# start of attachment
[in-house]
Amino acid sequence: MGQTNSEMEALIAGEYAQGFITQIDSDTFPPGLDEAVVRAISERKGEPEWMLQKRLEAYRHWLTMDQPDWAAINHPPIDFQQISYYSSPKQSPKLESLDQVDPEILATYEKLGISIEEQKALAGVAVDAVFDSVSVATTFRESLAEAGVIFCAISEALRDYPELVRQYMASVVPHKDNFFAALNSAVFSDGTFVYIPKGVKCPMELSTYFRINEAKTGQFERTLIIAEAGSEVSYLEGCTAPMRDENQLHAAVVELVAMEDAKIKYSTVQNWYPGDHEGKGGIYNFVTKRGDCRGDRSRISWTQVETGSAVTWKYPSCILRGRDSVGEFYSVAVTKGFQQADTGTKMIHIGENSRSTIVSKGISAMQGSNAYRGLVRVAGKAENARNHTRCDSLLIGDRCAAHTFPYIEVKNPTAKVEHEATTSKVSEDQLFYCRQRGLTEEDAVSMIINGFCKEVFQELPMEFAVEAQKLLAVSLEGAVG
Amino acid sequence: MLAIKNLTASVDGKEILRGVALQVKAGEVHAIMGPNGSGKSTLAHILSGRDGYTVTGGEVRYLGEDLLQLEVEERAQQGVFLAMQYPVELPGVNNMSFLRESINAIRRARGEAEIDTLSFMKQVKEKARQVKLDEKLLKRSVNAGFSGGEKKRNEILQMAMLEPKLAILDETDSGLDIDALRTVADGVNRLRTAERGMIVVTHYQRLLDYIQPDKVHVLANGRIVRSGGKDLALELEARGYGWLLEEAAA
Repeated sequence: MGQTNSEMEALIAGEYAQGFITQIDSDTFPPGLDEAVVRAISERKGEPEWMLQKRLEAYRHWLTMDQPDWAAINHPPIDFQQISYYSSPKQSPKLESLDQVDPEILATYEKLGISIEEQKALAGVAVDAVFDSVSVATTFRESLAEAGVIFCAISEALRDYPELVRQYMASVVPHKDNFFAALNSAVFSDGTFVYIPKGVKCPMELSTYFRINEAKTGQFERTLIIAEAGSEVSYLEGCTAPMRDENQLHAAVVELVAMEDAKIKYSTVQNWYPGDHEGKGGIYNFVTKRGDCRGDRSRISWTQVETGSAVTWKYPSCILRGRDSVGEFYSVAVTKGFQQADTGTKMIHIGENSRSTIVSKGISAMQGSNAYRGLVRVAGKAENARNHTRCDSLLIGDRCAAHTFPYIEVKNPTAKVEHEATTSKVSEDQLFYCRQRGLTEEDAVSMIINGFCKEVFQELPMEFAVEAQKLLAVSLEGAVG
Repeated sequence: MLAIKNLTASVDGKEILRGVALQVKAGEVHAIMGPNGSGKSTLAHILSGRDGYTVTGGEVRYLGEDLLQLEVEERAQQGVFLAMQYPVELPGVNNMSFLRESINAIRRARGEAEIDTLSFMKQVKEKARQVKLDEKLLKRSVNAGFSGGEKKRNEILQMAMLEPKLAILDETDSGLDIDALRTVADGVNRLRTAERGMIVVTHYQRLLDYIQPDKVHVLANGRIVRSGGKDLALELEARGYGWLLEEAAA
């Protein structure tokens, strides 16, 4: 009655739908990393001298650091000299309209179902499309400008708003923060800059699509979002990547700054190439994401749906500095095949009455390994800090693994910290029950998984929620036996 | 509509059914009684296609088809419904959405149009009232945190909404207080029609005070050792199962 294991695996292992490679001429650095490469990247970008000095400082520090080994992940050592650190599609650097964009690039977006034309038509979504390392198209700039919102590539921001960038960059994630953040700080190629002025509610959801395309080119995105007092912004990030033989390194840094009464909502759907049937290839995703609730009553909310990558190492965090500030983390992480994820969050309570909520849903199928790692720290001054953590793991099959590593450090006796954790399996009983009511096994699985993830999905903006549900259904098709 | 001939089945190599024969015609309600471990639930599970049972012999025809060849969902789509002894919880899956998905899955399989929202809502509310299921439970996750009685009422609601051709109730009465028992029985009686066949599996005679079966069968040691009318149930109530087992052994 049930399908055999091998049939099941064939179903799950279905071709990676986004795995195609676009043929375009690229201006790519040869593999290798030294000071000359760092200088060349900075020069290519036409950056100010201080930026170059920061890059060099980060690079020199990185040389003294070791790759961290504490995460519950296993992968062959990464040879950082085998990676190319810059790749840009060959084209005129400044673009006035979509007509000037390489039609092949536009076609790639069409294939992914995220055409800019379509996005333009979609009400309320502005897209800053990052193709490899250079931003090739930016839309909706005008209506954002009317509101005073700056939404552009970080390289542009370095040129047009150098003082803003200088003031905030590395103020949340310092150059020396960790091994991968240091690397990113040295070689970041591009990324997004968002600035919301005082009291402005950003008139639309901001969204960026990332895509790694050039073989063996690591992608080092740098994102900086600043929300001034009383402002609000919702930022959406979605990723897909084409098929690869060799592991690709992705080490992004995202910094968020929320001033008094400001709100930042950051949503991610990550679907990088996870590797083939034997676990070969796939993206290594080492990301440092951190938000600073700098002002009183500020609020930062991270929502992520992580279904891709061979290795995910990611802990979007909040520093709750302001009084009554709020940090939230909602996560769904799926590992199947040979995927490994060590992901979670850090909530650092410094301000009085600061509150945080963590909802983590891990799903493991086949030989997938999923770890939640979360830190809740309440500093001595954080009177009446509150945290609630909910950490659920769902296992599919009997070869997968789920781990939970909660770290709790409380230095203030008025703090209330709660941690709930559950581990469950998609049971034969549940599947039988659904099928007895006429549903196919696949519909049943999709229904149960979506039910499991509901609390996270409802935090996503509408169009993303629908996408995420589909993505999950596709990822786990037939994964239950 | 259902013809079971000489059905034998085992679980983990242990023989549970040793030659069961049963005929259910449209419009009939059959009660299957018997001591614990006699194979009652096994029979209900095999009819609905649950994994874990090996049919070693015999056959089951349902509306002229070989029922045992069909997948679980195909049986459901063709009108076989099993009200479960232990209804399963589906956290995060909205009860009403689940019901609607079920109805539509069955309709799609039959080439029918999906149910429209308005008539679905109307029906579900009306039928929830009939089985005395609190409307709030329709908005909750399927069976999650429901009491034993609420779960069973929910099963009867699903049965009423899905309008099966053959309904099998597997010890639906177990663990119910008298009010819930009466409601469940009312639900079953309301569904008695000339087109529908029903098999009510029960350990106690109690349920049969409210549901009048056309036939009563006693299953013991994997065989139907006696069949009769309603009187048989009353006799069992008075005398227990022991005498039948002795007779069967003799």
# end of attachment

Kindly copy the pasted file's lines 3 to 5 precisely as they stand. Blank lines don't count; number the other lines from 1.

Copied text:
Amino acid sequence: MLAIKNLTASVDGKEILRGVALQVKAGEVHAIMGPNGSGKSTLAHILSGRDGYTVTGGEVRYLGEDLLQLEVEERAQQGVFLAMQYPVELPGVNNMSFLRESINAIRRARGEAEIDTLSFMKQVKEKARQVKLDEKLLKRSVNAGFSGGEKKRNEILQMAMLEPKLAILDETDSGLDIDALRTVADGVNRLRTAERGMIVVTHYQRLLDYIQPDKVHVLANGRIVRSGGKDLALELEARGYGWLLEEAAA
Repeated sequence: MGQTNSEMEALIAGEYAQGFITQIDSDTFPPGLDEAVVRAISERKGEPEWMLQKRLEAYRHWLTMDQPDWAAINHPPIDFQQISYYSSPKQSPKLESLDQVDPEILATYEKLGISIEEQKALAGVAVDAVFDSVSVATTFRESLAEAGVIFCAISEALRDYPELVRQYMASVVPHKDNFFAALNSAVFSDGTFVYIPKGVKCPMELSTYFRINEAKTGQFERTLIIAEAGSEVSYLEGCTAPMRDENQLHAAVVELVAMEDAKIKYSTVQNWYPGDHEGKGGIYNFVTKRGDCRGDRSRISWTQVETGSAVTWKYPSCILRGRDSVGEFYSVAVTKGFQQADTGTKMIHIGENSRSTIVSKGISAMQGSNAYRGLVRVAGKAENARNHTRCDSLLIGDRCAAHTFPYIEVKNPTAKVEHEATTSKVSEDQLFYCRQRGLTEEDAVSMIINGFCKEVFQELPMEFAVEAQKLLAVSLEGAVG
Repeated sequence: MLAIKNLTASVDGKEILRGVALQVKAGEVHAIMGPNGSGKSTLAHILSGRDGYTVTGGEVRYLGEDLLQLEVEERAQQGVFLAMQYPVELPGVNNMSFLRESINAIRRARGEAEIDTLSFMKQVKEKARQVKLDEKLLKRSVNAGFSGGEKKRNEILQMAMLEPKLAILDETDSGLDIDALRTVADGVNRLRTAERGMIVVTHYQRLLDYIQPDKVHVLANGRIVRSGGKDLALELEARGYGWLLEEAAA